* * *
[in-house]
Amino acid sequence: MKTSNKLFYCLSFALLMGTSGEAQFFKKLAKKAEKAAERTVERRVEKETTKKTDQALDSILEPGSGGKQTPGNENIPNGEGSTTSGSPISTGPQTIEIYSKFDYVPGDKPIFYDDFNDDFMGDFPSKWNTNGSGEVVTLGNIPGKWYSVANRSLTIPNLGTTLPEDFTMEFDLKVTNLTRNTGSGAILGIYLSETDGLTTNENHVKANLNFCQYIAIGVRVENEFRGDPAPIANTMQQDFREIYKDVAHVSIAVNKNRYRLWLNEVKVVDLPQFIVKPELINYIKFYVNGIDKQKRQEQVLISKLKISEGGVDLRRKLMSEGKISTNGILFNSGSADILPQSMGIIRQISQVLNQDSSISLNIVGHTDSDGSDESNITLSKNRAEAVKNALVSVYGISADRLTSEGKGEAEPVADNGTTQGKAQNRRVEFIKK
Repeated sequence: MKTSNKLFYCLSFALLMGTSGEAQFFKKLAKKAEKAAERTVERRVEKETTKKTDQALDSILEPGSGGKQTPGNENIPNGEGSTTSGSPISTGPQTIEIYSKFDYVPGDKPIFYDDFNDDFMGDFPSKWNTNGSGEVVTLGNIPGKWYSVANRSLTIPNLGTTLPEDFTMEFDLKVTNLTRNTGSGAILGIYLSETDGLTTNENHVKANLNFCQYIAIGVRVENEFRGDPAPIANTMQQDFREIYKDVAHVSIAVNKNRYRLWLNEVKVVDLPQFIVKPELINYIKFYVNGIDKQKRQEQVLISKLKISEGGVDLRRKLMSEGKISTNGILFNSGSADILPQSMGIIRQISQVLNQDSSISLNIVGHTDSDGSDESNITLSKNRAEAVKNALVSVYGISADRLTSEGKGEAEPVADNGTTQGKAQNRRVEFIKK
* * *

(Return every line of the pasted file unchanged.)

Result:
[in-house]
Amino acid sequence: MKTSNKLFYCLSFALLMGTSGEAQFFKKLAKKAEKAAERTVERRVEKETTKKTDQALDSILEPGSGGKQTPGNENIPNGEGSTTSGSPISTGPQTIEIYSKFDYVPGDKPIFYDDFNDDFMGDFPSKWNTNGSGEVVTLGNIPGKWYSVANRSLTIPNLGTTLPEDFTMEFDLKVTNLTRNTGSGAILGIYLSETDGLTTNENHVKANLNFCQYIAIGVRVENEFRGDPAPIANTMQQDFREIYKDVAHVSIAVNKNRYRLWLNEVKVVDLPQFIVKPELINYIKFYVNGIDKQKRQEQVLISKLKISEGGVDLRRKLMSEGKISTNGILFNSGSADILPQSMGIIRQISQVLNQDSSISLNIVGHTDSDGSDESNITLSKNRAEAVKNALVSVYGISADRLTSEGKGEAEPVADNGTTQGKAQNRRVEFIKK
Repeated sequence: MKTSNKLFYCLSFALLMGTSGEAQFFKKLAKKAEKAAERTVERRVEKETTKKTDQALDSILEPGSGGKQTPGNENIPNGEGSTTSGSPISTGPQTIEIYSKFDYVPGDKPIFYDDFNDDFMGDFPSKWNTNGSGEVVTLGNIPGKWYSVANRSLTIPNLGTTLPEDFTMEFDLKVTNLTRNTGSGAILGIYLSETDGLTTNENHVKANLNFCQYIAIGVRVENEFRGDPAPIANTMQQDFREIYKDVAHVSIAVNKNRYRLWLNEVKVVDLPQFIVKPELINYIKFYVNGIDKQKRQEQVLISKLKISEGGVDLRRKLMSEGKISTNGILFNSGSADILPQSMGIIRQISQVLNQDSSISLNIVGHTDSDGSDESNITLSKNRAEAVKNALVSVYGISADRLTSEGKGEAEPVADNGTTQGKAQNRRVEFIKK